California Bar Journal
spacer.gif (810 bytes)


spacer.gif (810 bytes)

spacer.gif (810 bytes)
A new board: not glamorous but better
spacer.gif (810 bytes)
President, State Bar of California
spacer.gif (810 bytes)
Karen Nobumoto
Karen Nobumoto

While not glamorous or exciting to the outside world, the State Bar has been transforming itself over this past year in a way that will make it work better for its members and be more efficient and understandable to all people who transact business with the bar.

Known in the "organizational world" as governance, the bar's board has tackled the challenging issue of how best to govern itself: how to structure its committees, how to channel issues and projects through to completion, and how to ensure that the process is open and accessible to bar members and the public.

This has been a long and evolving process, one that has been underway since the days following the bar's fiscal and political crisis which began in 1997. Former board member David Roth got the ball rolling, and former board presidents Andy Guilford and Tom Stolpman, along with many other board members and justice system representatives, have contributed significantly to a collective effort to take stock of the bar's focus and restructure its organization.

Your current board continued the dialogue and made the final decision to put a new structure in place. While we've had spirited debates about the whys and wherefores, over the theoretical methods to adopt and the roles that individual board members will eventually play, we have not been bashful in exploring our options and then altering a system that no longer worked effectively for our organization.

The most important aspect of the new governance structure is that the bar has its eye on the future. For the first time in bar history, we have developed a strategic plan to help us meet the expectations of our members, the public, other branches of government and other justice system partners. With the plan, we are setting goals and strategies for dealing with six long-range issues: admissions, regulation and discipline; member services; equal access to justice; stakeholder relations; leadership and accountability; and technology.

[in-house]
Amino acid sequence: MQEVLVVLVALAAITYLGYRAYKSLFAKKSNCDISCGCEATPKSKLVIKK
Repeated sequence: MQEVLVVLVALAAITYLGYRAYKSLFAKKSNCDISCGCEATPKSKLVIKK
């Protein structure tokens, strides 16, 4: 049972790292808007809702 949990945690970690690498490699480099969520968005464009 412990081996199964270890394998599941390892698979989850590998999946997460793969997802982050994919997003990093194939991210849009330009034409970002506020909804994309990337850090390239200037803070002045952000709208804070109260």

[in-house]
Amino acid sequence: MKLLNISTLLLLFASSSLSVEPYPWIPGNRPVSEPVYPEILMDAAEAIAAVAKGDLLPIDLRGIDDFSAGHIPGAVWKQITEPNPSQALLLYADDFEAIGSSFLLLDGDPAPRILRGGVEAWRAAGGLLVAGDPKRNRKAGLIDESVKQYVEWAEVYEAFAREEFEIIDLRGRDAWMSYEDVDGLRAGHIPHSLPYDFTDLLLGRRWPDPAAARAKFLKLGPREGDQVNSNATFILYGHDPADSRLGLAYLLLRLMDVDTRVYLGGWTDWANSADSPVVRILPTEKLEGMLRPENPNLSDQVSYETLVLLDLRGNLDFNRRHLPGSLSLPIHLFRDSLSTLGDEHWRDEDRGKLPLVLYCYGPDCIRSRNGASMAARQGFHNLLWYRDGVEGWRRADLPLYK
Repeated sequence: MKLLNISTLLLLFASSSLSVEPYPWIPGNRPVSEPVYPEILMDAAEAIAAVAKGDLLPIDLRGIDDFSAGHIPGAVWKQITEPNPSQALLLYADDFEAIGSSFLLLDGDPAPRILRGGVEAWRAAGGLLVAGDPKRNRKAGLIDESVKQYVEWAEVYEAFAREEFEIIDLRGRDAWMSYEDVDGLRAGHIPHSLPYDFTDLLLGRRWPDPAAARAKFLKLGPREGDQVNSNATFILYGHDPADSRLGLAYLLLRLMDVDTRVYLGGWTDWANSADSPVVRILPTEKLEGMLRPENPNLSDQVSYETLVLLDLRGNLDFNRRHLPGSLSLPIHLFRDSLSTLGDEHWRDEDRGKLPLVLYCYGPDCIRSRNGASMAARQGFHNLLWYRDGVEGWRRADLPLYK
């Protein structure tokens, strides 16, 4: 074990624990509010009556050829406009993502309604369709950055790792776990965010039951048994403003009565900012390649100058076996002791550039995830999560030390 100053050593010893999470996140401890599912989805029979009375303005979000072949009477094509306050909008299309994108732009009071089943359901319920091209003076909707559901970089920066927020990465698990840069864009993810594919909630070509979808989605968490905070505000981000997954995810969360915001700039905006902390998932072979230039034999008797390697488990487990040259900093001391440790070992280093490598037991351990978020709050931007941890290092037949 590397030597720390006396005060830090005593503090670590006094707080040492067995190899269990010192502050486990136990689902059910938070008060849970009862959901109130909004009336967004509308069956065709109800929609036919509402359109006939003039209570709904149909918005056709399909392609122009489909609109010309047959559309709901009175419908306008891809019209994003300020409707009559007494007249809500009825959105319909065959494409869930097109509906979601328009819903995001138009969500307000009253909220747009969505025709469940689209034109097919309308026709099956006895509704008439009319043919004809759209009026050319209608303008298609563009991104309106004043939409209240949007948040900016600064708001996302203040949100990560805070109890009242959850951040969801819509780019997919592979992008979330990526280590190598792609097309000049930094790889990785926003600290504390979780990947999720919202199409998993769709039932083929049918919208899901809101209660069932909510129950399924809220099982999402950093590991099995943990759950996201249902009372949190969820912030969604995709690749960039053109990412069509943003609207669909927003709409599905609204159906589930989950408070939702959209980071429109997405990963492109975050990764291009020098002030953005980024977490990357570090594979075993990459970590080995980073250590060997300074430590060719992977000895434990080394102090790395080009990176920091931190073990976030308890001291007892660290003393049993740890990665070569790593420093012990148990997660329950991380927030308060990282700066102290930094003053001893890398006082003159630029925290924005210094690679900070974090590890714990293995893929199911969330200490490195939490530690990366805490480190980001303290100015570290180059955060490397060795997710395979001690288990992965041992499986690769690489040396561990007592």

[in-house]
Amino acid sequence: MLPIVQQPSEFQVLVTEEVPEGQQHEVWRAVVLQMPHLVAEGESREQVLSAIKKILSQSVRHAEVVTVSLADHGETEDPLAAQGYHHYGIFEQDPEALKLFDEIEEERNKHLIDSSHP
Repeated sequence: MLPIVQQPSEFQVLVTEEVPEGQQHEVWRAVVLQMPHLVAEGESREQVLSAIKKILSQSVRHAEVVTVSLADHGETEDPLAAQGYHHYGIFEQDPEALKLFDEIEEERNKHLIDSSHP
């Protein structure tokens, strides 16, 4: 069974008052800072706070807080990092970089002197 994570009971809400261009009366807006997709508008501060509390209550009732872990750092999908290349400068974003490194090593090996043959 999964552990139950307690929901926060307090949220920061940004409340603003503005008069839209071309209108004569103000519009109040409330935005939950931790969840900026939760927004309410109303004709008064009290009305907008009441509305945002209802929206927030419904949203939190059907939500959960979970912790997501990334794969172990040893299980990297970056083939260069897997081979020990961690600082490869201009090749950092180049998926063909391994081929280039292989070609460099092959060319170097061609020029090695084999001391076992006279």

Our entire board meeting in May will be devoted to planning to implement these goals through our new governance structure. And the structure itself is one of the most important parts of our transformation.

In the past, issues were pretty much assigned to one of the board committees. That committee was presented with all the background and research material, received a staff recommendation and then thrashed out a position. Sometimes financial concerns weren't taken into consideration, and often the majority of the board members who were not on that particular committee had little knowledge about the issue they were being asked to vote on.

The new system does not "buttonhole" or "silo" an issue into one part of the bar. Instead, board members will be looking at the issue with regard to all aspects of the bar from the vantage point of five key committee viewpoints: Regulation, Admissions & Discipline; Planning, Program Development & Budget; Stakeholder Relations; Member Oversight; and Board Operations. By the time an    issue works its way through the process to a full board vote, each board member should be fully apprised of all the components of the issue.

Under this structure, no good idea will be adopted just because it sounds good. If a good idea isn't affordable, the bar will have to figure out how to finance it or the idea will have to wait. In a nutshell, this is our ultimate goal: to be more efficient and to be accountable.

This is a new era for the bar. This board, with the help from many others who care about the State Bar's future and who had experience working through a different form of governance, made tough decisions to put in place a new process that requires a lot more work from our staff and from both our elected and public board members.

But we believe it is worth it because it will benefit all of the people who work with the bar. We hope many of you will come to our meetings and see it work.